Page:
With reference to FIGS. 6A-6F, plots (x axis=time, y axis=power) of S-mode and L-mode pulse combinations are depicted according to exemplary implementations. In certain embodiments, either the S-mode or the L-mode pulses may be applied to the target alone, and in other embodiments they may be applied together in various combinations to provide, for example, a cutting and coagulating effect is achieved by alternating and/or overlapping S-mode and L-mode pulses, such as shown. In the illustrations, the S-mode pulses can comprise relatively large amplitudes compared to the L-mode pulses. For example, a cutting effect with, for example, coagulation may be obtained by providing a train of pulses in various sequences of S-mode and L-mode pulses. In one embodiment, the train of pulses may include alternating S-mode and L-mode pulses. In another embodiment, the train of pulses may include a sequence of pulses such as L-mode, L-mode, S-mode, or S-mode, S-mode, L-mode. Additional patterns or sequences may also be utilized. By utilizing alternating or changing pulse shapes, it may be possible to obtain combined effects not achievable by any single pulse shape. For example, by utilizing an S-mode pulse and L-mode pulse combination, it may be possible to create a deep cut with a relatively strong coagulation. Typically, S-mode pulses may tend to create a relatively deep cut with moderate coagulation, and L-mode pulses may tend to create a relatively shallow cut with strong coagulation. By generating pulses of different maximum amplitudes and durations, with, in one example, substantially equal energies according to an illustrated embodiment, it may be possible to obtain improvements in cutting and/or coagulating of target materials relative to systems which utilize only a single pulse type.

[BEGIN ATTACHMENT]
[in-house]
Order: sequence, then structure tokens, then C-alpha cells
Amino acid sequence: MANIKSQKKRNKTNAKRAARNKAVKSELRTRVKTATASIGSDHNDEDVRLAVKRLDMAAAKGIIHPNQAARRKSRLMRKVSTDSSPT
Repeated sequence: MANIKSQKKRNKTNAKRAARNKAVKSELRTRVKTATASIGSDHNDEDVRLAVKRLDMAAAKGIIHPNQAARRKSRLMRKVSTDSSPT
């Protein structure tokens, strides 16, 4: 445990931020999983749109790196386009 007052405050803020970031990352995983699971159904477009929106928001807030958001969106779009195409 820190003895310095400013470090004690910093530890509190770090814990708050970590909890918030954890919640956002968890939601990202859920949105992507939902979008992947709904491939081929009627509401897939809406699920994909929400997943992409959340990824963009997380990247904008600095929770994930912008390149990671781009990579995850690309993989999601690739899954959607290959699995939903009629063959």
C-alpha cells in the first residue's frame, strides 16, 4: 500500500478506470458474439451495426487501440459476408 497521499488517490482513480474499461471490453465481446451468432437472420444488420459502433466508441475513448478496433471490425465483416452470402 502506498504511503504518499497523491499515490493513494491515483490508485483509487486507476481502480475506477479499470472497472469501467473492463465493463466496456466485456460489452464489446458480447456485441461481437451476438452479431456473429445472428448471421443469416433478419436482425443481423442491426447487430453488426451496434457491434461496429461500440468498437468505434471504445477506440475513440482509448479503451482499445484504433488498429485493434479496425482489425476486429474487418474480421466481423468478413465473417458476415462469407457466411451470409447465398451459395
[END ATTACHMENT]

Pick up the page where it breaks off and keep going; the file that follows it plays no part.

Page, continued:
Typically, the L-mode pulses can have average powers from about 0.01 to 100 W, peak powers from about 1 to 100 W, pulse widths from about 1 microseconds all the way up to CW (e.g., from about 50 to 3000 microseconds), and wavelengths from about 0.4 to 1.5 microns. Typical S-mode pulses can have average powers from about 0.1 to 50 W, peak powers from about 1 k to 10k W, pulse widths from about 10 to 300 microseconds, and wavelengths from about 2 to 4 microns. A peak power value of 5 k W may correspond, for example, to about 300 mJ/pulse. Frequencies of the L-mode and S-mode pulses may range from about 1 to 100 Hz. The plot of FIG. 6A may correspond to the listed values, with a time (T) from the beginning of the S-mode pulse to the beginning of the L-mode pulse ranging from about 0 to 100 microseconds. The plot of FIG. 6B may also correspond to the listed values, with the (T) being much smaller as a consequence of the S-mode L-mode pulses overlapping (e.g., the S- and L-mode pulses may begin at the same time as represented by the left-most phantom S-mode pulse, may begin at times corresponding to the S-mode pulse being positioned in the middle of the L-mode pulse as shown, or the S- and L-mode pulses may end at the same time as represented by the right-most phantom S-mode pulse). The plot of FIG. 6C may also correspond to the listed values, with the S-mode pulses having peak powers from about 0.1 k to 1 k W and pulse widths from about 300 to 1000 microseconds, with the longer S-mode pulse having some coagulative effects (e.g., a depth of coagulation of 80-100 um) on its own and with the depth of coagulation being augmented even more with the L-mode pulses. In FIG. 6D, the S- and L-mode pulses overlap as in FIG. 6B and the S-mode pulses are relatively long as in FIG. 6C. In FIG. 6E, the S- and L-mode energies overlap as in FIG. 6B and the L-mode energy is a CW emission. FIG. 6F, shows S-mode pulse shapes as in FIGS. 6A and 6B combined with an L-mode energy in the form of a CW emission.